• Fun Fact

Tragically, Judas Iscariot, one of Jesus' twelve apostles, betrayed the Lord Jesus Christ to religious authorities for thirty pieces of silver. This betrayal led to Jesus' execution. Christians mark a turning point in their faith when this betrayal occurs, as mentioned in the Gospels of the New Testament.

A "chalice" is a cup or goblet used at Christian celebrations and other religious events; it is usually decorated with a handle and base. For Christians, its most important function is to symbolize the blood of Jesus Christ in the Holy Communion, also known as the Eucharist. Christians believe that during the Eucharist, the wine in a chalice becomes the true blood of Christ. It is the most important sacrament for Christians because it reminds them of the Last Supper, the meal that Jesus held with his apostles just before he died on the cross.


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57. King Midas

  • TV Fact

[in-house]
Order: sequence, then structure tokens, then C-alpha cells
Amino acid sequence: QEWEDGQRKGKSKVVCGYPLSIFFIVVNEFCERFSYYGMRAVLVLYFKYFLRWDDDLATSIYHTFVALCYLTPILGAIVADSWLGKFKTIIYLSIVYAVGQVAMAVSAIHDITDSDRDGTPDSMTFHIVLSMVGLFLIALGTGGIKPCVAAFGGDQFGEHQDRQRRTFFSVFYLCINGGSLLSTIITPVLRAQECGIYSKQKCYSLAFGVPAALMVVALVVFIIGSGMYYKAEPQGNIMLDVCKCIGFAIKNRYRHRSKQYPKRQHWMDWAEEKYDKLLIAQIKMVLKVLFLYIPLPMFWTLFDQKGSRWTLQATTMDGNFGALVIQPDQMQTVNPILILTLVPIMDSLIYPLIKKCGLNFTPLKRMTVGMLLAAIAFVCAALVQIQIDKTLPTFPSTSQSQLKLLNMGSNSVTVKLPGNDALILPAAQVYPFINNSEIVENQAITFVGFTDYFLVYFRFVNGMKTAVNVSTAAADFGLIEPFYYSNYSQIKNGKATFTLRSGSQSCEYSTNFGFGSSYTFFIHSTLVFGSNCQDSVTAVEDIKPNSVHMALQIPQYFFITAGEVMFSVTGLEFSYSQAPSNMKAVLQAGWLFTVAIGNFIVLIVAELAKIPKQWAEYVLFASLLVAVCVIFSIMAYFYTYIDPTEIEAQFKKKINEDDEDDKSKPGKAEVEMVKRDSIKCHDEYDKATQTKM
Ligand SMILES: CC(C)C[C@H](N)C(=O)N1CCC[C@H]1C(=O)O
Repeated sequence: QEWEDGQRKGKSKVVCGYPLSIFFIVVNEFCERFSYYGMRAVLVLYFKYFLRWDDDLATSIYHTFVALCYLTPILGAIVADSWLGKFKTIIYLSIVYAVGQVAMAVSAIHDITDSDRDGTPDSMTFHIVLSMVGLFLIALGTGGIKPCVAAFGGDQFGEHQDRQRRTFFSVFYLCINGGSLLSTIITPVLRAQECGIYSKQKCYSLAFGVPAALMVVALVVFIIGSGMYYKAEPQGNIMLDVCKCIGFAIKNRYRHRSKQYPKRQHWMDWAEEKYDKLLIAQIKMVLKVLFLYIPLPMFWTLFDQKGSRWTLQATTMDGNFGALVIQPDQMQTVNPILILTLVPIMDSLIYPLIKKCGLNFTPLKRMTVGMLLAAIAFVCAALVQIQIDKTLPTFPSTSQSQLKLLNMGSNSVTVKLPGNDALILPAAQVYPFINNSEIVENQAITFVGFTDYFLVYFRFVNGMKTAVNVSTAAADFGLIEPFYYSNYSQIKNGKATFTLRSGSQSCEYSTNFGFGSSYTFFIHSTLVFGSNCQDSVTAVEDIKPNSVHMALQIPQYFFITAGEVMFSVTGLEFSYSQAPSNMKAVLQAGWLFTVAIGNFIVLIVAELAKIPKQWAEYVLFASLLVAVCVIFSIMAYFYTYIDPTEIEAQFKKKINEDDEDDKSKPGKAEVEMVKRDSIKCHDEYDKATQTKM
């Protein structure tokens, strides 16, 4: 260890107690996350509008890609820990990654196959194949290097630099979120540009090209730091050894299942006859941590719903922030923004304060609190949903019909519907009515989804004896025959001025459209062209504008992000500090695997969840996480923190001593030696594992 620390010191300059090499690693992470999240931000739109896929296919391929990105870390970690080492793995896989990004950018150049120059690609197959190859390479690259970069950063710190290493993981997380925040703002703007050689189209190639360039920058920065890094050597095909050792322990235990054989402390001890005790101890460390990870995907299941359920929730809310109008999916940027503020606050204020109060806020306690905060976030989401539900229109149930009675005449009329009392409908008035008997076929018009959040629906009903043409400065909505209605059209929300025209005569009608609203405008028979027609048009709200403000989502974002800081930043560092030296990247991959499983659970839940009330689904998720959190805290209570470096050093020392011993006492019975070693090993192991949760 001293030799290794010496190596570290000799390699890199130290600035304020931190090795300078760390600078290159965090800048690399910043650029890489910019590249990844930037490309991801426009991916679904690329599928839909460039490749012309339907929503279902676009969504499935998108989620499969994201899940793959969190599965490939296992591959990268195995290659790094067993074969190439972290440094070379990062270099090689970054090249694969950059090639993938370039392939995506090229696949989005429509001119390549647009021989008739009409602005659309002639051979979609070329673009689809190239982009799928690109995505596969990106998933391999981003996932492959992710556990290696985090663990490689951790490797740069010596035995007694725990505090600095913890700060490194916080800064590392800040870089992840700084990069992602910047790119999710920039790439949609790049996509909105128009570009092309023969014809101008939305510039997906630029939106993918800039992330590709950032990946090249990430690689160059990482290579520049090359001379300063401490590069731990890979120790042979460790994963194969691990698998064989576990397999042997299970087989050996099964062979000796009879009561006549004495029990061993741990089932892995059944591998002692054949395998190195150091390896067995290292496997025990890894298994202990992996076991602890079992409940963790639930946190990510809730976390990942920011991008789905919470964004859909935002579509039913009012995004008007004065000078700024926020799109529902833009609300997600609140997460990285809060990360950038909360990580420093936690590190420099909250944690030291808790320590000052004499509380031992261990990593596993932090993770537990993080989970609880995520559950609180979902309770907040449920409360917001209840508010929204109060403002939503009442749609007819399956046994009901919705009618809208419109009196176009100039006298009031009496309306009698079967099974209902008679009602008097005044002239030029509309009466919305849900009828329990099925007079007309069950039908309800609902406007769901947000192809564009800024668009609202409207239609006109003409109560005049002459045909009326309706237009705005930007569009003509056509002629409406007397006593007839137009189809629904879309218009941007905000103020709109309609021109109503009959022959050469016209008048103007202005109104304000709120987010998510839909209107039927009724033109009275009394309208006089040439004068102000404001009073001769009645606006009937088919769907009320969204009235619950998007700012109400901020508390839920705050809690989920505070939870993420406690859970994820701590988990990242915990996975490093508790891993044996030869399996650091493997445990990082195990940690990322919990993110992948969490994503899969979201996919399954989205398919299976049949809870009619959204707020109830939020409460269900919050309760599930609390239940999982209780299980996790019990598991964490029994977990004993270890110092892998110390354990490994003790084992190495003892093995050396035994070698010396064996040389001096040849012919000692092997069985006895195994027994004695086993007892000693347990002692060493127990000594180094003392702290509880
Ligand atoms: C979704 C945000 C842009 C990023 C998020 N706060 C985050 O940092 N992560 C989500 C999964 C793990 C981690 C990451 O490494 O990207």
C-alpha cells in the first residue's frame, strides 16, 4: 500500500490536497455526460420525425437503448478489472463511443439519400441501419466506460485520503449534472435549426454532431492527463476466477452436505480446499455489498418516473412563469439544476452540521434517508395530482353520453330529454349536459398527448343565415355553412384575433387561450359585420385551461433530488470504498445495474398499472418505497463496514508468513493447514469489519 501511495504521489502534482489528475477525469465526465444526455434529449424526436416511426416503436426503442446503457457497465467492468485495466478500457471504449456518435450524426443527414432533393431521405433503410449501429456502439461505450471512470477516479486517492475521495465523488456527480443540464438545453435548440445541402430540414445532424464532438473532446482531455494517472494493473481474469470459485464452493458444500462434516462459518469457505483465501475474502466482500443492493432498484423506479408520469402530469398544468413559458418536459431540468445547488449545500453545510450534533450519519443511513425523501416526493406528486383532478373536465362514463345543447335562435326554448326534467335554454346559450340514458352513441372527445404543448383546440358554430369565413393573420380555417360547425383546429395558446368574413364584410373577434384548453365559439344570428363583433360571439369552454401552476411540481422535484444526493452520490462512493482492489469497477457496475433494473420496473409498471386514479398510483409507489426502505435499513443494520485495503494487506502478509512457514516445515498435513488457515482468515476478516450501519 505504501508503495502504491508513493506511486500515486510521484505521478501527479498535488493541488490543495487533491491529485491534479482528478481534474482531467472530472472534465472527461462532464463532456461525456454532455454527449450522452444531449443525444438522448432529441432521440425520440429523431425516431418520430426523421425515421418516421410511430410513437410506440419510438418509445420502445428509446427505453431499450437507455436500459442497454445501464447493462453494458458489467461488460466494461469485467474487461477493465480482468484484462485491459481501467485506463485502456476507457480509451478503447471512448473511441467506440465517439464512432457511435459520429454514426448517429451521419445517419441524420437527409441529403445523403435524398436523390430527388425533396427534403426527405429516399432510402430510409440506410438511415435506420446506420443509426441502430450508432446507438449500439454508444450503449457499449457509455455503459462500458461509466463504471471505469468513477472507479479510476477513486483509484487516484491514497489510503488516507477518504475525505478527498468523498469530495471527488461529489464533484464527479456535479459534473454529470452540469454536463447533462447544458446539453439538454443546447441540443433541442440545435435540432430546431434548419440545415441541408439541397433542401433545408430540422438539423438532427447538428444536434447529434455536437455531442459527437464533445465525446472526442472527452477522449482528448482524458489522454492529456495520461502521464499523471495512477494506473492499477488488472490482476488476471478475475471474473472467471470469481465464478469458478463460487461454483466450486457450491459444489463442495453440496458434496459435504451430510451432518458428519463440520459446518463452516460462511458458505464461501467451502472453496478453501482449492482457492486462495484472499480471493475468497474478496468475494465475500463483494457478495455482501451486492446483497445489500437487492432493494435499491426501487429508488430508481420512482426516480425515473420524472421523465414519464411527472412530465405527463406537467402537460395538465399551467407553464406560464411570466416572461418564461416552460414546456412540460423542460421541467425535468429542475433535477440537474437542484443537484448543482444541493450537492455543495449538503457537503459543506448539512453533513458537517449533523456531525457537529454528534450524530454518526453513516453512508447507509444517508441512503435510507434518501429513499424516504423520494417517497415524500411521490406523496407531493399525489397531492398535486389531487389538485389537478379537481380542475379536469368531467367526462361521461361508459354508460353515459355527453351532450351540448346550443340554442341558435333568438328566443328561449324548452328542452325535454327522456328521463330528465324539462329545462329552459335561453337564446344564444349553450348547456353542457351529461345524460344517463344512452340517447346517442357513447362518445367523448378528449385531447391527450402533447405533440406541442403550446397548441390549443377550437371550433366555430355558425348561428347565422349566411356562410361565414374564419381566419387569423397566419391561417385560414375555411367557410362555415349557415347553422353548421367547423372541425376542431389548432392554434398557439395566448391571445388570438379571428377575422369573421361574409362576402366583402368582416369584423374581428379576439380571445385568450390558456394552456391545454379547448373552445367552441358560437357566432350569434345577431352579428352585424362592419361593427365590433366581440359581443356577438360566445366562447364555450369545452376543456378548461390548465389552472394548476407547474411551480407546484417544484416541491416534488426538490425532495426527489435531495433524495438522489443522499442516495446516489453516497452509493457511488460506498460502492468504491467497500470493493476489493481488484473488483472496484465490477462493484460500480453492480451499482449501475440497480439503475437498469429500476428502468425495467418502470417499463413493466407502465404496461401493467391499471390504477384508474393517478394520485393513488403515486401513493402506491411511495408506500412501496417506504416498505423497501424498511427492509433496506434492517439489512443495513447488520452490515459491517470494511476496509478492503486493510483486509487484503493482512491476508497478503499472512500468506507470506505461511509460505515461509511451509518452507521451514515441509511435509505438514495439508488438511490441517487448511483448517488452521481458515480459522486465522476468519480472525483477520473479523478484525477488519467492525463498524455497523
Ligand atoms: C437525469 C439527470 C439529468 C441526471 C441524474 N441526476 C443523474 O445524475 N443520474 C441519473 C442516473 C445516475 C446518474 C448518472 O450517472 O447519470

Formerly, King Midas was a king. Eventually, his body turned into gold and was kept in The Library. Flynn was just starting his tour of the library when Judson and Carsen walked by the body of King Midas that had been changed. 

  • Fun Fact

Legend has it that the Greek monarch Midas could touch anything and it would magically transform into gold. The legendary King Midas formerly reigned over the Anatolian province of Phrygia (present-day Turkey). In exchange for his hospitality to Silenus, an intoxicated satyr, the gods Dionysus or Bacchus bestowed upon him a wish, depending on the myth's version. It is well-known that Midas wished that his touch could transform anything into gold. He was overjoyed at first, but the drawbacks became apparent when he discovered he could now transform anything into gold—including his daughter and food. Midas asks Dionysus/Bacchus to remove the curse in some tellings of the narrative, and the god or goddess grants his wish. Lots of people take King Midas's story as a lesson about how bad it is to be greedy and how important it is to know what you want before you get it.




58. Kirby Goulding's flower

  • TV Fact

Kirby Goulding's Flower was an innovative magical relic made possible by the accelerated Ley lines. Although Kirby's attempt to woo his childhood sweetheart with the artifact was unsuccessful, it was returned to the Library.

  • Fun Fact

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59. Koschei's Needle

  • TV Fact